There was one pizza with bananas and blueberries, another with french fried potatoes, and just one with seafood but it also had pasta on it. There were several plain tomato pizzas that had cold salad piled on top of them; this was not my favorite. The so-called traditional pizza was the type with an orangy mix of tomato and cheese, also not my personal favorite. I actually did like some of them, especially the whole wheat thin crust ones. And there was one salad one that stood out with a plain thin crust on the bottom and arugula layered on top that was covered all over with good slices of tomatoes. I hope that got a prize. But mostly I was inspired to come up with something that was closer to my ideal 'healthy' pizza. That's later.

The winners were: Sal's in Spring Valley for the Healthiest Topping; Basilico on Route 202 in Pomona for the Best Thin Crust Pizza; Franco's in Nanuet for the best Traditional Pizza; Dough Boys in Stony Point for the Most Creative Pizza; People's Choice with 475 votes out of 2968 went to Rocco's in New City; and the Grand Prize went to
Di Maria's in Valley Cottage.

I don't think I will eat another piece of pizza for a loooong time.

Tuesday, August 29, 2006


To find out prices for Cooking on the River services and to ask me any questions
do either of the following:

email me at: info@cookingontheriver.com

Click on Comments on this blog and send me a message

Either way I will receive it and send you a reply. Phyllis

Peter Piper Picked a Pack of Pickles
How Many Pickles Did Peter Piper Pick

Oh, yeah... It's August. The new Kirby cucumbers are here. The other day I put up a few jars of pickles with my own spice mix that I thought I would share with you:

You will need to buy or grow Kirby cucumbers picked when they are small and not wrinkled. Select some of equal size that will fit nicely into quart jars. Boil those jars and lids. I am going to assume you know about canning and I will not go into that here.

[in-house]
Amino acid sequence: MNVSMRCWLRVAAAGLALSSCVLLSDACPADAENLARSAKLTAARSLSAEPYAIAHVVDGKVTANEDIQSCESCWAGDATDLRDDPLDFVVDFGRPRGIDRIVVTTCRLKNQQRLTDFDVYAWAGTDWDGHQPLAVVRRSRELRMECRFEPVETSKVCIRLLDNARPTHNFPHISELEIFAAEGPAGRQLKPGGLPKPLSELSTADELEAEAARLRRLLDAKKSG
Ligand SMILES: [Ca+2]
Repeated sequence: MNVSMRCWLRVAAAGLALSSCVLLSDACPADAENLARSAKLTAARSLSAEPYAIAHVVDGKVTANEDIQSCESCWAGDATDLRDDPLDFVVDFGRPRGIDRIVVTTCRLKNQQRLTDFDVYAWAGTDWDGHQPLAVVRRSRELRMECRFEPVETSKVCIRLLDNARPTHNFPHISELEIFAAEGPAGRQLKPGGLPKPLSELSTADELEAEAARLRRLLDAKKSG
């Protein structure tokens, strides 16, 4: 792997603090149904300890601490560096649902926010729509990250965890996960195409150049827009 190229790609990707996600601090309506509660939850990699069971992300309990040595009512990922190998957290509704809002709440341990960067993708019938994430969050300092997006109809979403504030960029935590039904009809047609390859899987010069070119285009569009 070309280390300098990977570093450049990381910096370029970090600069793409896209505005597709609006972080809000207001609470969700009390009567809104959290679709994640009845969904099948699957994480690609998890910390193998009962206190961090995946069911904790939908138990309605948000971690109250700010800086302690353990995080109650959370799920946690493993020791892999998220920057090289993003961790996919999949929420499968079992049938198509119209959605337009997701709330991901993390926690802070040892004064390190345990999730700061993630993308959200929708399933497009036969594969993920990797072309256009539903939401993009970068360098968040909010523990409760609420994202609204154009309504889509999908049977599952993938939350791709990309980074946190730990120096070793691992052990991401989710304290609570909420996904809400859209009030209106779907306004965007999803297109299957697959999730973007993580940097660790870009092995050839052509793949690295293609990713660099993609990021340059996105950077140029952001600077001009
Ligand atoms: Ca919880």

For about 12 pickles: Mix together, 2 sliced garlic cloves, 1T whole coriander, 1T celery seeds, 1T dill seeds, 1T fennel seeds, 1tsp whole Allspice, 1tsp cloves, 1tsp black peppercorns, 1tsp juniper berries, 3 bay leaves, a couple of red pepper pods, fennel or dill flowering tops, 1/4tsp powdered turmeric. Add about 1-1/2 cups of vinegar of your choice, I have made flavored vinegars in the past so I used an allium flavored one, add about 1/2 cup (more or less) organic sugar, some salt. Boil all the seeds and spices together with the liquids and add about a cup of water. (You can put a spoon in and taste it now to see if you want to change the salt to sugar to vinegar to water ratio.)

Put the cucumbers into the jars and pour the hot liquid over them. If there isn't enough liquid to come to the top of the jar just add some more boiled water. Cover loosely with the lids (If you intend to keep the pickles more than a couple of weeks then go through the canning process and boil the jars at this point.) and let sit for 1 hour to 24 hours or more,(taste) then refrigerate.

A tip: I cut one pickle into quarters and put it near the top of the jar so if I want to see how they taste I can pick it out with a fork, rinse it off gently, and taste to see if I want to continue the pickling process longer.

If you don't like that slightly yellowish color that is imparted to the pickles then eliminate the turmeric.

Let me know how it goes! Email me at: info@cookingontheriver.com

Thursday, August 24, 2006


This is an alert to all my present past and future clients. I am not a caterer. I have to cook the food in your home, or office, or front lawn, anywhere, but I can not do it in my kitchen. I also need to be booked usually several weeks in advance due to my busy schedule of activities. Sometimes something falls through and I can do something for you on not a lot of notice, but tht is rare. If you know of a commercial kitchen that is low cost, let me know and I will use it to prepare your food. Most commercial kitchens I know of charge at least $25 per hour and I have to extend those charges to you. I am posting this for obvious reasons: I keep getting asked to cater, as in deliver food. Can't do it. Sorry.

This just in: